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1991 Duke L.J. 365 (1991)
A Hair Piece: Perspectives on the Intersection of Race and Gender

handle is hein.journals/duklr1991 and id is 373 raw text is: A HAIR PIECE: PERSPECTIVES ON
A. Rediscovering My Hair
I want to know my hair again, to own it, to delight in it again, to recall
my earliest mirrored reflection when there was no beginning and I first
knew that the person who laughed at me and cried with me and stuck
out her tongue at me was me. I want to know my hair again, the way I
knew it before I knew that my hair is me, before I lost the right to me,
before I knew that the burden of beauty-or tack of it-for an entire
race of people could be tied up with my hair and me.
I want to know my hair again, the way I knew it before I knew Sambo
and Dick, Buckwheat and Jane, Prissy and Miz Scarlett. Before I knew
that my hair could be wrong-the wrong color, the wrong texture, the
wrong amount of curl or straight Before hot combs and thick grease
and smelly-burning lye, all guaranteed to transform me, to silken the
coarse, resistent wool that represents me. I want to know once more the
time before I denatured, denuded, denigrated, and denied my hair and
me, before I knew enough to worry about edges and kitchens and bur-
rows and knots, when I was still a friend of water-the rain's dancing
drops of water, a swimming hole's splashing water, a hot, muggy day's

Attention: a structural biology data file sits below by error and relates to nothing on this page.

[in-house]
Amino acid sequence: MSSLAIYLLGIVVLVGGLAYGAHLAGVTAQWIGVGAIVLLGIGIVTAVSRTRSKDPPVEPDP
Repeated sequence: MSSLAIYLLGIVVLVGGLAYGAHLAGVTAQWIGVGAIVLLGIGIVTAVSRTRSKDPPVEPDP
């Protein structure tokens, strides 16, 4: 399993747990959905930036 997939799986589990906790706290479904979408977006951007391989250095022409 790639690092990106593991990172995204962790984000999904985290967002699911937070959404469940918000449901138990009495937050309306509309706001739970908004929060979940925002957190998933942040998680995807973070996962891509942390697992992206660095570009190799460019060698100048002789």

misty invisible water, my own salty, sweaty, perspiring water.
When will I cherish my hair again, the way my grandmother cherished
it, when fascinated by its beauty, with hands carrying centuries-old
secrets of adornment and craftswomanship, she plaited it, twisted it,
cornrowed it, finger-curled it, olive-oiled it, on the growing moon cut and
shaped it, and wove it like fine strands of gold inlaid with semiprecious
stones, coral and ivory, telling with my hair a lost-found story of the
people she carried inside her?
Mostly, I want to love my hair the way I loved hers, when as grand-
daughter among grandsons I stood on a chair in her room-her kitchen-
bed-living-dining room--and she let me know her hair, when I combed
Copyright © Paulette M. Caldwell 1991.
* Professor of Law, New York University. An earlier version of this Essay was presented to
the first Critical Race Theory Workshop, sponsored by the Institute for Legal Studies, University of
Wisconsin School of Law, July 1989. My thanks to the participants in that workshop. Thanks also
to many others, including members of the Northeast Corridor Collective of Black Women Law
Professors, Eric Steele, Esq., Jacqueline Berrien, Esq., and to research assistants Sanya Hill and
Gilda Williams, New York University Law School classes of 1988 and 1990, respectively.

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